• X q ( k ) = i = 1 N U i ( k , q ) H i * ( k , q ) i = 1 N G i ( k , q ) H i * ( k , q ) ,
  • The antenna array processing algorithm can be described by the following equation in a frequency domain:
  • U out = i = 1 N U ( ω , r i ) H * ( ω ; r i ) , ( 19 )
  • where Uout (ω) and U (ω, ri) are respectively the Fourier transform of the an antenna processor output and the field u(t, ri) observed at the output of the i-th antenna element with the spatial coordinates ri, H (ω; ri) is the frequency response of the filter at the i-th antenna element.
    We assume that the field u(t, ri) is a superposition of the signals from M sound sources and background noise. When a mixture of the signals and background noise are incident on the received antenna array, the Fourier transform U (ω, ri) of the field u(t, ri) received by the i-th array element has the form:
  • U ( ω , r i ) = m = 1 M S m ( ω ) · G ( ω , r i , R m ) + N ( ω , r i ) , ( 20 )
  • where Sm (ω) is the spectrum of the signal from the m-th sound source, G(ω, ri, Rm) is the Green function which describes propagation channel from the m-th sound source with the spatial coordinates Rm to the i-th antenna element, and N (ω, ri) is the Fourier transform of the noise field.
    Based on this model, the problem is to synthesize a noise reduction space-time processing algorithm, the output of which gives the optimal estimates of the signals from the desired users.
  • We consider this optimization problem as one of minimizing the output noise spectral density subject to an equality constrain
  • S out ( ω ) = m = 1 M B m ( ω ) · S m ( ω ) ( 21 )
  • where Sout (ω) is the spectrum of the signal after array processing, and B1 (ω), . . . , BM (ω) are some arbitrary functions. The choice of these functions depends on our goal. For example, if we want to keep clear speech from all M users the functions B1 (ω), . . . , BM (ω) are chosen as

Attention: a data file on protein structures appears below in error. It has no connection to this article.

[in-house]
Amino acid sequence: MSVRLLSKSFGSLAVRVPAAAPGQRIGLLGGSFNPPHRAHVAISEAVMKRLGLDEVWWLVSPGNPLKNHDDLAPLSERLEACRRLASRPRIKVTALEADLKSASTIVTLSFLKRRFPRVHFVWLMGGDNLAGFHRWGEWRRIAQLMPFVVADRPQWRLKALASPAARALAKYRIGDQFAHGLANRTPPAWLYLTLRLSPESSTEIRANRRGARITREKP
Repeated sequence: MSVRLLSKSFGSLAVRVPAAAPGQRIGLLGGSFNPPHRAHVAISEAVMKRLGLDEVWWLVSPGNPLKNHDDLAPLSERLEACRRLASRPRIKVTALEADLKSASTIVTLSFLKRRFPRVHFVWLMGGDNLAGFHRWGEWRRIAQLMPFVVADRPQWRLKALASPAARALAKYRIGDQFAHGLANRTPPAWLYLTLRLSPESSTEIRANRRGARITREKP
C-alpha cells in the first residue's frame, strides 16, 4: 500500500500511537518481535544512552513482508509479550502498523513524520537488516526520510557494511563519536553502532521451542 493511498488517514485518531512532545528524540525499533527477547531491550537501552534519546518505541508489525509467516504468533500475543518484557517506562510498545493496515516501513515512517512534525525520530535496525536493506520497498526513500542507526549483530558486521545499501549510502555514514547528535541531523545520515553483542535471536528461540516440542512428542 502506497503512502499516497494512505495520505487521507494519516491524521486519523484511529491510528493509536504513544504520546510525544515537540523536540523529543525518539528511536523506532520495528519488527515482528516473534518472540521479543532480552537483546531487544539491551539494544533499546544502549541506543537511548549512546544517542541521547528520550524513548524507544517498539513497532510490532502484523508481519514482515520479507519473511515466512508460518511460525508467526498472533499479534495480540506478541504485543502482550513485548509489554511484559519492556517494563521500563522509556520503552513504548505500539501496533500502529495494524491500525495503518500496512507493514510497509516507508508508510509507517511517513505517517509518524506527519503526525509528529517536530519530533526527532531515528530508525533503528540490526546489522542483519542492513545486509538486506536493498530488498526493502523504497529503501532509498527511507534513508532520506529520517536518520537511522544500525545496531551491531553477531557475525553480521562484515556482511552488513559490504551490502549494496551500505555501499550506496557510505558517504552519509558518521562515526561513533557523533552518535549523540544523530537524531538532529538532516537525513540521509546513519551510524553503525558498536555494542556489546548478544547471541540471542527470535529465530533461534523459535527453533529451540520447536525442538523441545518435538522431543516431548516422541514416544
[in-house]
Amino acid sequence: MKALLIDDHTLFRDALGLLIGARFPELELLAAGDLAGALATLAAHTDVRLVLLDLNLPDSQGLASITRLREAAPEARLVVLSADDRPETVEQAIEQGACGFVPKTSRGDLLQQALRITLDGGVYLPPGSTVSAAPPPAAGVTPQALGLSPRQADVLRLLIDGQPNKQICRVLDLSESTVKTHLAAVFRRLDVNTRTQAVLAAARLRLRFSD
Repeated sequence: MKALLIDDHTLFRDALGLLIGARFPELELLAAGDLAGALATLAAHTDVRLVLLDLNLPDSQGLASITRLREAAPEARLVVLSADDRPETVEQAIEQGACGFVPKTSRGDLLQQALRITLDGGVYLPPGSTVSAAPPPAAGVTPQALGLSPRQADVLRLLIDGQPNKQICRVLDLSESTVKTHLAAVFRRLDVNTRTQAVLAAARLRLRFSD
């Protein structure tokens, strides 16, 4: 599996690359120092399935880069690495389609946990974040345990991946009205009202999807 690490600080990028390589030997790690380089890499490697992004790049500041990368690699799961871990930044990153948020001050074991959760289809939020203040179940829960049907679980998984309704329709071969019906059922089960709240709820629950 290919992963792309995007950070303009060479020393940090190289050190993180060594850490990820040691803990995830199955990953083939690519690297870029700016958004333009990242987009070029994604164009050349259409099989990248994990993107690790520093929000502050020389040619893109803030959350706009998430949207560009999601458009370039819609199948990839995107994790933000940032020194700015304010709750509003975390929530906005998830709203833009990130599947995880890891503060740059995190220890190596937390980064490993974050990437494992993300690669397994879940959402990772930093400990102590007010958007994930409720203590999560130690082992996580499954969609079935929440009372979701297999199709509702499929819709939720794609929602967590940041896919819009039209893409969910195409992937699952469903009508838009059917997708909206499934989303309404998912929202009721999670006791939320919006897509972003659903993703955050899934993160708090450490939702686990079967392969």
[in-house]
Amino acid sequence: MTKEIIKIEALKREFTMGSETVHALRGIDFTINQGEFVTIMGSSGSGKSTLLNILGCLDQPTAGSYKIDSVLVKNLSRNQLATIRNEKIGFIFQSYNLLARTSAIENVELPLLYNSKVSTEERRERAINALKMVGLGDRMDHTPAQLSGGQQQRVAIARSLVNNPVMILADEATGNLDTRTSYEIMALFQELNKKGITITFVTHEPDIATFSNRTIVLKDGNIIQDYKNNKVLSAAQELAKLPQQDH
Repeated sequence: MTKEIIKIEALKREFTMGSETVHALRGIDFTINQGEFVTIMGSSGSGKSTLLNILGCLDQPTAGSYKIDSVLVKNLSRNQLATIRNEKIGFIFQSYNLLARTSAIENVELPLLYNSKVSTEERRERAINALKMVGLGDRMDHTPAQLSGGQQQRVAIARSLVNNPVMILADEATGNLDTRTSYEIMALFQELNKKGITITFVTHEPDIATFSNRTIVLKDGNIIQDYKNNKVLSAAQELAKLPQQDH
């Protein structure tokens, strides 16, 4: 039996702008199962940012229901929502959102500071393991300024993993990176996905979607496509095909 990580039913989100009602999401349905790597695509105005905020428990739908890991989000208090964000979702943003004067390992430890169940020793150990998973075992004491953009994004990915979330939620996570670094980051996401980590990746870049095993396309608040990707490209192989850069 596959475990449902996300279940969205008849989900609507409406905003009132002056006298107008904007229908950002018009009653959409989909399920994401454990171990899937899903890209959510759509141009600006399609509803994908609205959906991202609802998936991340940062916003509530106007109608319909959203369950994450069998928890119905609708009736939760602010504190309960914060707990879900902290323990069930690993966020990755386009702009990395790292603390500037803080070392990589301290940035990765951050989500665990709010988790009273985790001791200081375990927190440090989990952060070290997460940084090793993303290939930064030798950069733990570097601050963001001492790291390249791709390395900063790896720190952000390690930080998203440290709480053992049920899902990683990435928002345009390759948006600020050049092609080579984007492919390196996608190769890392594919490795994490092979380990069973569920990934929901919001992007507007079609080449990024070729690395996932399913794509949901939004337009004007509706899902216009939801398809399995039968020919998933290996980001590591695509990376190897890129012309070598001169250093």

• Bi(ω)≡1,iε[1,M].  (22)
  • If the signal from some k-th sound source is unwanted and we would like to suppress its signal the functions B1(ω), . . . , BM (ω) are chosen as
  • B i ( ω ) = 1 , if i = k , i [ 1 , M ] 0 , if i = k .
  • It is clear, that the constraint (22) represents the degree of degradation of the desired signals and permits the combination of various frequency bins at the space-time processing output with a priori desired amplitude and phase distortion.
  • According to our approach the optimal weighting functions H (ω, ri) are obtained as a solution of the variation problem
  • H ( ω , r i ) = arg { min g out N ( ω ) } ( 23 )
  • subject to the constraint (22), where
  • g out N ( ω ) = i = 1 N k = 1 N g N ( ω , r i , r k ) H * ( ω , r i ) H * ( ω , r i ) H * ( ω , r k ) ( 24 )
  • is the noise spectral density after array processing (19), and gN (ω; ri, rk) is the spatial correlation function of the noise field N (ω; ri).
    It follows from Eq.(19) and Eq.(21) that the spectrum of the output signal has the form
  • S out ( ω ) = n = 1 M S m ( ω ) i = 1 N G ( ω , r i , R m ) H * ( ω ; r i ) . ( 25 )
  • Thus the constraint (22) must be equivalent to the M linear constraints:
  • i = 1 N G ( ω , r i , R m ) H * ( ω ; r i ) = B m ( ω ) , m = [ 1 , M ] . ( 26 )
  • Therefore, the optimal weighting functions H (ω, ri) in the algorithm (19) are obtained as a solution of the variation problem
  • H ( ω , r i ) = arg { i = 1 N k = 1 N min g N ( ω ; r i , r k ) H * ( ω , r i ) H ( ω , r k ) } ( 27 )
  • subject to the M constraints (26).
    The optimization problem (26)-(27) may be solved by using M Lagrange coefficients Wm (φ) to adjoin the constraints (26) to a new goal functional
  • J ( H ) i = 1 N k = 1 N g N ( ω ; r i , r k ) H * ( ω , r i ) H ( ω , r k ) - m = 1 M Wm ( ω ) [ i = 1 N G ( ω , r i , R m ) H * ( ω ; r i ) - B m ( ω ) ] ( 28 )
  • Minimization of this functional gives the following equations for the H (ω, ri):
  • H ( ω , ? ) = k = 1 N g N ( ω ; r i , r k ) H ( ω , r k ) m = 1 M W m ( ω ) G ( ω ; r i , R m ? indicates text missing or illegible when filed ( 29 )
  • The solution of this system of equations can thus be presented in the form
  • H ( ω , ? ) = k = 1 M W m ( ω ) H ( ω ; r i , R m ) , ? indicates text missing or illegible when filed ( 30 )
  • where the functions H (ω; ri, Rm) satisfy the following system of equations
  • k = 1 N g N ( ω ; r i , r k ) H ( ω ; r k , R m ) = G ( ω , r i , R m ) ( 31 )